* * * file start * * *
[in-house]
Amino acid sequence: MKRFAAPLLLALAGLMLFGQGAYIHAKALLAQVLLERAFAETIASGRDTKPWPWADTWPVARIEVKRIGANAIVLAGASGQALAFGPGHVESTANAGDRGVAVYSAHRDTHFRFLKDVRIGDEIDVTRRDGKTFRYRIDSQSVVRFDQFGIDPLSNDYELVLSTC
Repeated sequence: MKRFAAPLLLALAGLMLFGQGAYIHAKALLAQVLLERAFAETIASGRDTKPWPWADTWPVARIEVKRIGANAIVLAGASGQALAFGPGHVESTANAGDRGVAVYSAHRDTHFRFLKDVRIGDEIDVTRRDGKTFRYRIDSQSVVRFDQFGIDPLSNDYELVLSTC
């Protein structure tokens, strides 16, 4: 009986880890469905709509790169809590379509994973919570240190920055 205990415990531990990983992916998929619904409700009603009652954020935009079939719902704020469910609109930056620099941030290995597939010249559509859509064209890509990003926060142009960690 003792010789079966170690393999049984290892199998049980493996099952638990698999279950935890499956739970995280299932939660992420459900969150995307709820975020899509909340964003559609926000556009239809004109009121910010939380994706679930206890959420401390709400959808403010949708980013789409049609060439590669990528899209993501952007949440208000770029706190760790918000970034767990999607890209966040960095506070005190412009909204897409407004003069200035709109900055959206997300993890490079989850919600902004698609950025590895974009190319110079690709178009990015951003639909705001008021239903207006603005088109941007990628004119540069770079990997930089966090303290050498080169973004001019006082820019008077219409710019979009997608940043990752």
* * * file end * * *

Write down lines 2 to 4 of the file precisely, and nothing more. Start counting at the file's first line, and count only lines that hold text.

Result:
Amino acid sequence: MKRFAAPLLLALAGLMLFGQGAYIHAKALLAQVLLERAFAETIASGRDTKPWPWADTWPVARIEVKRIGANAIVLAGASGQALAFGPGHVESTANAGDRGVAVYSAHRDTHFRFLKDVRIGDEIDVTRRDGKTFRYRIDSQSVVRFDQFGIDPLSNDYELVLSTC
Repeated sequence: MKRFAAPLLLALAGLMLFGQGAYIHAKALLAQVLLERAFAETIASGRDTKPWPWADTWPVARIEVKRIGANAIVLAGASGQALAFGPGHVESTANAGDRGVAVYSAHRDTHFRFLKDVRIGDEIDVTRRDGKTFRYRIDSQSVVRFDQFGIDPLSNDYELVLSTC
């Protein structure tokens, strides 16, 4: 009986880890469905709509790169809590379509994973919570240190920055 205990415990531990990983992916998929619904409700009603009652954020935009079939719902704020469910609109930056620099941030290995597939010249559509859509064209890509990003926060142009960690 003792010789079966170690393999049984290892199998049980493996099952638990698999279950935890499956739970995280299932939660992420459900969150995307709820975020899509909340964003559609926000556009239809004109009121910010939380994706679930206890959420401390709400959808403010949708980013789409049609060439590669990528899209993501952007949440208000770029706190760790918000970034767990999607890209966040960095506070005190412009909204897409407004003069200035709109900055959206997300993890490079989850919600902004698609950025590895974009190319110079690709178009990015951003639909705001008021239903207006603005088109941007990628004119540069770079990997930089966090303290050498080169973004001019006082820019008077219409710019979009997608940043990752």